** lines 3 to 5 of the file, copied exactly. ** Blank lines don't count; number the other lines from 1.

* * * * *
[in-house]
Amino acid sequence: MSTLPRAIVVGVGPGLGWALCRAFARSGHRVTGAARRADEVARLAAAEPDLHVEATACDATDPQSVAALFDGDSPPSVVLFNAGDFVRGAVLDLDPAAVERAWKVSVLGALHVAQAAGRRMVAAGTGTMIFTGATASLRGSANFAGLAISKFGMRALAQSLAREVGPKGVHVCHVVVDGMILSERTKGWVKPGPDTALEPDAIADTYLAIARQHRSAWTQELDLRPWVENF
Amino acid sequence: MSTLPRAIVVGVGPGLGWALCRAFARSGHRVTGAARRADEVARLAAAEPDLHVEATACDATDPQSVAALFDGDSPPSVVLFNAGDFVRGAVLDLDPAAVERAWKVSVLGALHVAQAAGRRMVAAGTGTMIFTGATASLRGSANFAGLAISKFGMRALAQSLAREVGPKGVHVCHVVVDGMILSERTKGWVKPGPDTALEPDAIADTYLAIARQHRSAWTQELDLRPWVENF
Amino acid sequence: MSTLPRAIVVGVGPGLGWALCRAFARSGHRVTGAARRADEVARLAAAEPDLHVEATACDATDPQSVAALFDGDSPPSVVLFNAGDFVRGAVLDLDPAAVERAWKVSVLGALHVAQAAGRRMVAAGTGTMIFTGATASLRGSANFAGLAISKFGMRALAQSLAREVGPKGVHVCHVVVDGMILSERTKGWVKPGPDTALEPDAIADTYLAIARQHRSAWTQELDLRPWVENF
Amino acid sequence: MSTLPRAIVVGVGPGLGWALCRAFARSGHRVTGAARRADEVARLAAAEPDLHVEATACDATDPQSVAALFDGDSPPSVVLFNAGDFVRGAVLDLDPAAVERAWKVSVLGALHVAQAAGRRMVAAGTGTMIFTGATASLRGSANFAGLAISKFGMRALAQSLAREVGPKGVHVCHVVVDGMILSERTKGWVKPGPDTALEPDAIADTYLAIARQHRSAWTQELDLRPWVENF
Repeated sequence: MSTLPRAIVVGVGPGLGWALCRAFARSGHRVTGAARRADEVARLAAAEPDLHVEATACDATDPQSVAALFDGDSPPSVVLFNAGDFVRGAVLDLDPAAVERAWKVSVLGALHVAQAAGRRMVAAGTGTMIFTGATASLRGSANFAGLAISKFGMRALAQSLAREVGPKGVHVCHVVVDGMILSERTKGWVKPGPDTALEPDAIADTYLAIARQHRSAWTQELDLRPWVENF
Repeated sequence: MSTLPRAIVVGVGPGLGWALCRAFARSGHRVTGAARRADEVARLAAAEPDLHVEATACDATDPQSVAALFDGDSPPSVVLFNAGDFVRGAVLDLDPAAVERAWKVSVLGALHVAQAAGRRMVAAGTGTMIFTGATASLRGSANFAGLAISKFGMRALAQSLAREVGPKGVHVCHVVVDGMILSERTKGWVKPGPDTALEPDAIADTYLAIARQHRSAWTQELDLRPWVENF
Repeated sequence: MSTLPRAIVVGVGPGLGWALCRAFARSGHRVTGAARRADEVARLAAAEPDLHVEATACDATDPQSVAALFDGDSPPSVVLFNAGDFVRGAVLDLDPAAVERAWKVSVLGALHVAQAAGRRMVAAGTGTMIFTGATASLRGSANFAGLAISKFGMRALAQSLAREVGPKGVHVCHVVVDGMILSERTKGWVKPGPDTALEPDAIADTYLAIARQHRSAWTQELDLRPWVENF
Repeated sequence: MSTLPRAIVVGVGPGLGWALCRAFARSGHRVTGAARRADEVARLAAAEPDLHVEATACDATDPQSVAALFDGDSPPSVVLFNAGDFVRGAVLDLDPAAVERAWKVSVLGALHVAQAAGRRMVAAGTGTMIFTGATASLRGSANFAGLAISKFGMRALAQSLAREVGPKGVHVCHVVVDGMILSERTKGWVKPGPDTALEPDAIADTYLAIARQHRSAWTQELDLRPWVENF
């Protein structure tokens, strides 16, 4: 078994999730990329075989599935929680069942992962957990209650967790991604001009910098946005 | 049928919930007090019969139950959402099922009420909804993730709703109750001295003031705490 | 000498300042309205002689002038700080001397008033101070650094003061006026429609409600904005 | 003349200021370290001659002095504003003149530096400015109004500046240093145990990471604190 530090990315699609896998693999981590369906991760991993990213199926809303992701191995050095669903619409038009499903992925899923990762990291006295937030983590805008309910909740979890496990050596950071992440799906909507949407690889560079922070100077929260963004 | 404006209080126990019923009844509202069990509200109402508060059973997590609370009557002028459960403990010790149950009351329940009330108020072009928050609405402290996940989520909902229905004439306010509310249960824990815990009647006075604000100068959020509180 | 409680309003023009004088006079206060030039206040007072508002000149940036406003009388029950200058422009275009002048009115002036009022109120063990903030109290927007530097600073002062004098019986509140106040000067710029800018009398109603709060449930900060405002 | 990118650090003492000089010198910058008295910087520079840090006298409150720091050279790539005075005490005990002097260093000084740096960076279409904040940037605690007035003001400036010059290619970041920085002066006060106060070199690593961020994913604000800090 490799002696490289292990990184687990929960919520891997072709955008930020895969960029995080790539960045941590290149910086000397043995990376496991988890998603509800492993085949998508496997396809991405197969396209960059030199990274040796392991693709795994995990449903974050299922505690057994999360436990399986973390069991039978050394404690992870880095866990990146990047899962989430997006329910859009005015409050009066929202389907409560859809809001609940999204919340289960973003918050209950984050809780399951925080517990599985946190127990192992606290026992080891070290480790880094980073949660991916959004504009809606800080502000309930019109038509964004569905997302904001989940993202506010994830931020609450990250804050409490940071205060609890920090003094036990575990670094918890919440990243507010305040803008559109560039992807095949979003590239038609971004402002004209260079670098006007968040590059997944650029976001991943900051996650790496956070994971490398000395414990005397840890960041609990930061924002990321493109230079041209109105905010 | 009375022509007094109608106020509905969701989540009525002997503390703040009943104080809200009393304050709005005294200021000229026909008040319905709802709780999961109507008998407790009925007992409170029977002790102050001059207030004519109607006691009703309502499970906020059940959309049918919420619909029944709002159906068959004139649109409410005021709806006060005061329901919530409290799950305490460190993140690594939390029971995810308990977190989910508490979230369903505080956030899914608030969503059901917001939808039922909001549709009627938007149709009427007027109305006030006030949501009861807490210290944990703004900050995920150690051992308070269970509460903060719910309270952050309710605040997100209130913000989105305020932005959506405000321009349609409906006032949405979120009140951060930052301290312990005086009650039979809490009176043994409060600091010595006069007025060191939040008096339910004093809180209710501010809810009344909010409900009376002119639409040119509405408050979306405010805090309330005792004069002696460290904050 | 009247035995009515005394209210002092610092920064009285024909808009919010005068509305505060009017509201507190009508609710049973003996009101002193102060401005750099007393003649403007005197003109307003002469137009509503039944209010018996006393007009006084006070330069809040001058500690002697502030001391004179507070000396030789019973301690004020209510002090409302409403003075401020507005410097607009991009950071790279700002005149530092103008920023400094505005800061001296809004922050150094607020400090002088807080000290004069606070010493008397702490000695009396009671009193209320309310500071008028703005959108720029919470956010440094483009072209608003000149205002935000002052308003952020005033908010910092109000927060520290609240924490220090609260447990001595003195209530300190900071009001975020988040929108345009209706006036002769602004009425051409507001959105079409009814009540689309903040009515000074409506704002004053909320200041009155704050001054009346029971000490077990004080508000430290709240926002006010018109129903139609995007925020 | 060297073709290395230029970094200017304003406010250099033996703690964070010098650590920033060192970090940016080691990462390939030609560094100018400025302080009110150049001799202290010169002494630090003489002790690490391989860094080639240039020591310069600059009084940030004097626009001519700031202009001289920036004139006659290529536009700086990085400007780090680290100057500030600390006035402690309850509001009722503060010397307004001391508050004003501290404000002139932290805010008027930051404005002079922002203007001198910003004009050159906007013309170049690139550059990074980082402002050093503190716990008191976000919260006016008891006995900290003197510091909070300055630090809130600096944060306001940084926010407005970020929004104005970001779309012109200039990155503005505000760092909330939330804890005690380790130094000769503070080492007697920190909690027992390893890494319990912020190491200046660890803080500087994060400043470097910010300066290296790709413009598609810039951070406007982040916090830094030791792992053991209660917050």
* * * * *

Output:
Amino acid sequence: MSTLPRAIVVGVGPGLGWALCRAFARSGHRVTGAARRADEVARLAAAEPDLHVEATACDATDPQSVAALFDGDSPPSVVLFNAGDFVRGAVLDLDPAAVERAWKVSVLGALHVAQAAGRRMVAAGTGTMIFTGATASLRGSANFAGLAISKFGMRALAQSLAREVGPKGVHVCHVVVDGMILSERTKGWVKPGPDTALEPDAIADTYLAIARQHRSAWTQELDLRPWVENF
Amino acid sequence: MSTLPRAIVVGVGPGLGWALCRAFARSGHRVTGAARRADEVARLAAAEPDLHVEATACDATDPQSVAALFDGDSPPSVVLFNAGDFVRGAVLDLDPAAVERAWKVSVLGALHVAQAAGRRMVAAGTGTMIFTGATASLRGSANFAGLAISKFGMRALAQSLAREVGPKGVHVCHVVVDGMILSERTKGWVKPGPDTALEPDAIADTYLAIARQHRSAWTQELDLRPWVENF
Amino acid sequence: MSTLPRAIVVGVGPGLGWALCRAFARSGHRVTGAARRADEVARLAAAEPDLHVEATACDATDPQSVAALFDGDSPPSVVLFNAGDFVRGAVLDLDPAAVERAWKVSVLGALHVAQAAGRRMVAAGTGTMIFTGATASLRGSANFAGLAISKFGMRALAQSLAREVGPKGVHVCHVVVDGMILSERTKGWVKPGPDTALEPDAIADTYLAIARQHRSAWTQELDLRPWVENF